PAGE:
Yes, this does have to stop.

No human measure has yet worked to prevent the selfish and violent nature of the human mind from doing evil to others—whether it be nations, groups of people or individuals.But the sad reality is nobody knows how to stop it. As has been the case with previous mass shootings, this is already spurring a political debate on what needs to change to prevent this from happening again. Some blame loose gun control laws for these massacres, while others say mental health and the failure to get violent individuals proper help are really to blame. There are also those who blame lax security measures for facilitating these tragedies.

All three issues contribute to these reoccurring tragedies—mass shootings like this couldn’t have been carried out without access to weaponry; perhaps the tragedy wouldn’t have happened if the suspect had been given more mental health care; and maybe tougher security would have prevented him from getting inside the building.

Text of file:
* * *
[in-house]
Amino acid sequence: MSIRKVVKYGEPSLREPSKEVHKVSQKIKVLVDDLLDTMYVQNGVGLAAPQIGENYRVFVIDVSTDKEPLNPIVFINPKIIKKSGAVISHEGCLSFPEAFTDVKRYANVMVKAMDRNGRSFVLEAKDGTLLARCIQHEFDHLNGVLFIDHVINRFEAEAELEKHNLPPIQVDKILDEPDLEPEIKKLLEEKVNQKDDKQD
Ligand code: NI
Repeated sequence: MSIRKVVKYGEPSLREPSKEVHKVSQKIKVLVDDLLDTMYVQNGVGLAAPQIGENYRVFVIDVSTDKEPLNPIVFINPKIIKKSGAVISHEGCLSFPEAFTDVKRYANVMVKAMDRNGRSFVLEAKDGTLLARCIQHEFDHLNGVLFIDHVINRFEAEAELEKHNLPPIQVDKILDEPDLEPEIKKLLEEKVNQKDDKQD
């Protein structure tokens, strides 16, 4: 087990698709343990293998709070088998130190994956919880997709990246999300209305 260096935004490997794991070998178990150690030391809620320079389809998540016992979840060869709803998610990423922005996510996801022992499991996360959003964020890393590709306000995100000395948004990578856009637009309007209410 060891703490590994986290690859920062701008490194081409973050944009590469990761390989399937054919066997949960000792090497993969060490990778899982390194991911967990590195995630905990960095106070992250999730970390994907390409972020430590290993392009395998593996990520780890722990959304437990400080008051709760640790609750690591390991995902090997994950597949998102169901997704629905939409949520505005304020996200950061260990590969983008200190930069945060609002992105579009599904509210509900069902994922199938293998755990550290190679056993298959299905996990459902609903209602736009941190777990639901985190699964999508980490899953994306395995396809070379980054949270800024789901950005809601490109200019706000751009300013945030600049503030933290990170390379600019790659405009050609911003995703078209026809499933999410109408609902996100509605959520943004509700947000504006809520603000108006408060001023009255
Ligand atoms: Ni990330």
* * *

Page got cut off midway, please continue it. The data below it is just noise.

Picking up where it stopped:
A biblical proverb states that “a prudent man foresees evil and hides himself” (Proverbs 22:3). This principle applies to nations just as much as it does to individuals. We should foresee evil and take whatever actions we can to prevent it from happening. So there should be a discussion on what can be done to minimize these tragedies in the future.

But the sad reality is that no human measure will completely stop evil and prevent future violent tragedies from occurring. Human history is a chronicle of thousands of years of tragedy, violence and evil. No human measure has yet worked to prevent the selfish and violent nature of the human mind from doing evil to others—whether it be nations, groups of people or individuals. The record of history validates an observation found in the book of Isaiah: “The way of peace they have not known” (Isaiah 59:8).

Isaiah 59—a message for our time